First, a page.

London Fire Brigade

Brigade partners up to tackle beds in sheds blazes

16 October 2013

London Fire Brigade has joined forces with the Gangmasters  Licensing Authority to help drive down fires in ‘beds in sheds’ and other unsafe sleeping accommodation.

The Gangmasters Licensing Authority regulates labour providers, also known as ‘Gangmasters’, such as employment and recruitment agencies, many of which, whether they are licensed with the Authority or not, offer or provide workers with accommodation.

The issue of ‘beds in sheds’ and other unsuitable buildings such as garages, derelict office blocks  and industrial units, being rented out as sleeping accommodation is a growing concern for the Brigade. The lack of built-in fire safety precautions such as fire safety doors and smoke alarms and the fact that the people living in them rely on far riskier ways of cooking, heating and lighting make them potential fire traps.

Brigade statistics  show that over the last four years there have been 341 fires in buildings that appeared to have people living in them when they should not have been, with these blazes causing nine fire deaths and 58 serious injuries.

The Memorandum of Understanding (MoU) signed on Wednesday (16 October) between the Brigade and the Gangmasters Licensing Authority will encourage information sharing which will help identify any unsuitable buildings being used as sleeping accommodation.

Improving the information available to local fire crews will help increase the speed and effectiveness with which firefighters can deal with incidents in these sorts of premises.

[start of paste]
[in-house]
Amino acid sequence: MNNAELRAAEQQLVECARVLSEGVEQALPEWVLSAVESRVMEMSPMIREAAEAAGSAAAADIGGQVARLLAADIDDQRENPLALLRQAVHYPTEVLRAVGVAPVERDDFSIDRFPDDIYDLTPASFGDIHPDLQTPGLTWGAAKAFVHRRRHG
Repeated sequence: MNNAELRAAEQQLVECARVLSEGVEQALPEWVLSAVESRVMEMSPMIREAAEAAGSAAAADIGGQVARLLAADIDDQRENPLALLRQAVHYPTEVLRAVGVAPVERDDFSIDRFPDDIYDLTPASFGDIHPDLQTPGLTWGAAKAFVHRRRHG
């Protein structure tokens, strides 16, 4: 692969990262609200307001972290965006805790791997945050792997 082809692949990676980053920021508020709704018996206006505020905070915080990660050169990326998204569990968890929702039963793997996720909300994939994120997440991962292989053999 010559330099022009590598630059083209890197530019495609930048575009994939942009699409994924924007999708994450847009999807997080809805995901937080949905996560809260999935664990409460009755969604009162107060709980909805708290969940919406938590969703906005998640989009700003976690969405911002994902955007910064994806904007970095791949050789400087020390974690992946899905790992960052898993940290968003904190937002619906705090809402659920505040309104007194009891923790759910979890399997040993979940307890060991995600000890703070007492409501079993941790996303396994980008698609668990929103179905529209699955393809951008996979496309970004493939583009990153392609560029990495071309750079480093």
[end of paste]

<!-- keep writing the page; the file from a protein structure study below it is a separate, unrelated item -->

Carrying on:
The Memorandum of Understanding will also help the Gangmasters Licensing Authority identify unregistered labour providers and ensure those that are registered are housing their workers in safe and appropriate accommodation.

Chairman of London Fire and Emergency Planning Authority James Cleverly said:

“London Fire Brigade has  been at the forefront of work to tackle the problem of “beds in sheds” and working with the Gangmasters Licensing Authority will help us to identify where these shoddy developments are in the capital.

“Not only are these buildings unsafe and potential fire traps for the people living in them, there is also an increased risk to our firefighters if they need to carry out life-saving rescues in buildings that are in a state of dereliction and that were never intended to be used as sleeping accommodation.”

Ends

Notes to editors
In 2012  the Government announced a new task force to tackle the problem of ‘beds in sheds’ and London Fire Brigade was appointed to provide professional advice based on its experience of the issue in the capital